Here are the players either confirmed to be out of action tomorrow or are otherwise listed by Dallas and Washington:
- WR Tavon Austin (groin) - OUT
- LB Joe Thomas (foot) - OUT
- CB Chidobe Awuzie (ankle) - Questionable
The Cowboys are getting healthier, with Sean Lee finally off the injury report and set to return to action. Not only will Dallas get their elite linebacker back, but it means a deeper rotation while the team remains without Joe Thomas.
Tavon Austin elected to skip season-ending surgery on his injured groin, but his should be out a few weeks. That will put Cole Beasley on punt returns and perhaps create more offensive opportunities for Deonte Thompson and Brice Butler.
Awuzie remains limited in practice but has played the last few weeks despite the ankle injury. There is no reason to think he won't suit up in Washington.
- WR Jamison Crowder (ankle) - OUT
- WR Paul Richardson (shoulder, knee) - Doubtful
- S Troy Apke (hamstring) - Doubtful
- RB Adrian Peterson (ankle, shoulder) - Questionable
- RB Chris Thompson (rib, knee) - Questionable
- G Shawn Lauvao (calf) - Questionable
- CB Quinton Dunbar (shin) - Questionable
- CB Danny Johnson (forearm) - Questionable
It's a rough time for Washington's offensive weapons. They will definitely be without slot receiver Jamison Crowder and likely starter Paul Richardson, who current lead all WRs in receptions. Josh Doctson will put into a major role, as will veteran Brian Quick off the bench.
Peterson and Thompson both practiced this week and should play, but have nagging injuries that could slow them down. Washington is already missing Rob Kelley and rookie Derrius Guice, who are both on injured reserve.
Starting left guard Shawn Lauvao is also nursing a lower leg injury, but practiced in a limited capacity all week. His backup is undrafted rookie Casey Dunn out of Auburn.
In the defensive backfield, starting CB Quinton Dunbar was a Friday addition to the injury report with a shin injury. He did practice with it, though, so will likely play. Backup safety Troy Apke is doubtful with a hamstring issue.
Cowboys Focused on Improved Communication to Solve Road Woes at Redskins
The Dallas Cowboys are 0-3 on the road this season. Not only do you already know this, but they do as well, needing to build off a 40-7 win over the Jacksonville Jaguars in week 6 at AT&T Stadium to claim first place in the NFC East at the Washington Redskins.
Although the Cowboys were given Monday and Tuesday off, they are focused on addressing one alarming reason why the team has struggled so much on the road -- particularly on offense.
Running Back Ezekiel Elliott pointed out the Cowboys lack of communication in early season losses at Carolina, Seattle, and Houston. "Seeing the same thing," was the issue Elliott addressed when discussing the Cowboys knowing their assignments in hostile territory.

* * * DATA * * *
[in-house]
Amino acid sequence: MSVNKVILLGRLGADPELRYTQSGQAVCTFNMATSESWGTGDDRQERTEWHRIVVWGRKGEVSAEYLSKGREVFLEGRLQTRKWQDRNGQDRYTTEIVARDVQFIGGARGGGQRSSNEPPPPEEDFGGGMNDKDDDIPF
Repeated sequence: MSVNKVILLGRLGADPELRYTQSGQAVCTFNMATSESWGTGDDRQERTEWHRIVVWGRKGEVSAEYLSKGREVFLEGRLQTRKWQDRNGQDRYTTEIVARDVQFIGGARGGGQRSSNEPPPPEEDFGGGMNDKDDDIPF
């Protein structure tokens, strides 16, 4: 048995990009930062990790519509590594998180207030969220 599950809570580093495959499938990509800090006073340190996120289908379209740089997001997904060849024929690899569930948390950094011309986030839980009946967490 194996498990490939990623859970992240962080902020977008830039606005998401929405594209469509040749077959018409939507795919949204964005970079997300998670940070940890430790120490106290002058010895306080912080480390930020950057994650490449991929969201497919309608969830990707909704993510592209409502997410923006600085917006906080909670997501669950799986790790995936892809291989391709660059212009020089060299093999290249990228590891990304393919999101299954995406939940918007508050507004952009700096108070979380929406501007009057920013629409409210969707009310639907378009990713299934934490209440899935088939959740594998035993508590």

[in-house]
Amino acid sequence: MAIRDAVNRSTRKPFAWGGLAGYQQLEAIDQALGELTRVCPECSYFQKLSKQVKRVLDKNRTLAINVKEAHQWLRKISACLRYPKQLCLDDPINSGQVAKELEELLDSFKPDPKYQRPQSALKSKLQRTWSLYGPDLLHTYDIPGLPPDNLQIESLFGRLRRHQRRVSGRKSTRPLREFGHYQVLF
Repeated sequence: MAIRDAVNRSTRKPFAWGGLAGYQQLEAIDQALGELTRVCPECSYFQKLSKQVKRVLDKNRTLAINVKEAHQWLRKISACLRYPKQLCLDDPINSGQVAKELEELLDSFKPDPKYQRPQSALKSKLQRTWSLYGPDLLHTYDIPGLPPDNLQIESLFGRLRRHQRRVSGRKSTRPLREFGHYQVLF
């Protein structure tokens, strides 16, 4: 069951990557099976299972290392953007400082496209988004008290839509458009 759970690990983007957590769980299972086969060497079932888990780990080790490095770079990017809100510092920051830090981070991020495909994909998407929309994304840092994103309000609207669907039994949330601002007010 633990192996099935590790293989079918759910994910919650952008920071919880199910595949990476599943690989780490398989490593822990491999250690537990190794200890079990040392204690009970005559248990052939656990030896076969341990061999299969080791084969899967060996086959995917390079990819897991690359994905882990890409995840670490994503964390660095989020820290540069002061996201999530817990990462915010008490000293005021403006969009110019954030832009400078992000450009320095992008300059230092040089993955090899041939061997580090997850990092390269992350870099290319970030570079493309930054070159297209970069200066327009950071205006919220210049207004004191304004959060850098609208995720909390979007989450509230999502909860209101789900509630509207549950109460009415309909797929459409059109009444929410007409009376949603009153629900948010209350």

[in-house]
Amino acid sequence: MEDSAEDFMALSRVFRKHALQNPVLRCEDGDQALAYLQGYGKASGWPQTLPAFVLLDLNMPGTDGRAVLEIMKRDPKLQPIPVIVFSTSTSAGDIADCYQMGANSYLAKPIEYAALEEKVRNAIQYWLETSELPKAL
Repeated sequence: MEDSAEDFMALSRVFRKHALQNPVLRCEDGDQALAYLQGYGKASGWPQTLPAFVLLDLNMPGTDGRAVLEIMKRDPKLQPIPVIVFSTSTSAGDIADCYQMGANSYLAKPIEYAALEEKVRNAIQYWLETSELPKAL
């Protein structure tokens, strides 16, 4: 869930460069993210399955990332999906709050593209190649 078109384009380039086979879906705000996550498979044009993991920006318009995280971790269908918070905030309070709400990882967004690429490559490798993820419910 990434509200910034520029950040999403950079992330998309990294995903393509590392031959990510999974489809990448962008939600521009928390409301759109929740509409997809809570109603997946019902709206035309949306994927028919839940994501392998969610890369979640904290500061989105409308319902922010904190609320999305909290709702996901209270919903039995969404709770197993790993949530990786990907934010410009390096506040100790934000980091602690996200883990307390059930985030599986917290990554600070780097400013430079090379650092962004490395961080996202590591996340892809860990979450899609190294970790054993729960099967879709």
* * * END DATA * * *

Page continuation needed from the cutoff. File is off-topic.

Yesterday, Quarterback Dak Prescott told the media of a meeting between players and coaches that addressed this specifically.
Dak Prescott said players & coaches held a meeting before today's practice to "address the elephant in the room," which is poor communication among the offense on the road. "I know we'll take a lot from that conversation," The QB said.
Unlike Prescott's remarks about new "wrinkles" in the Cowboys offense prior to a 26-24 home win over the Lions, this has a tangible sign of progress for an offense that made scoring 40 on the Jaguars look impossibly easy. The Cowboys season high in total yards remains the 414 amassed against Detroit, after which Prescott confessed that he simply tells the media "things" that aren't necessarily true.
The Cowboys didn't necessarily do anything new against the Lions, but they most assuredly will this week against the Redskins, at least by way of signaling and remaining in sync on offense.
Prescott and Elliott's leadership is on full display here, and their on-field impact can be attributed as closely to the Cowboys successes or failures as any duo in the NFL.
Missing is a similar impact from Center Travis Frederick, who remains sidelined as he deals with GSB.
Joe Looney's play at center has been good enough to pave the way for Elliott's 586 rushing yards so far, second to Todd Gurley at 623 yards, but his ability to call checks for the offense is understandably much more limited.
Looney deserves all the credit in the world for his strong play in place of Frederick. The Cowboys have never asked for him to be anything he isn't, a reliable depth option that earned a second contract and with it the starting center job for the time being in Dallas.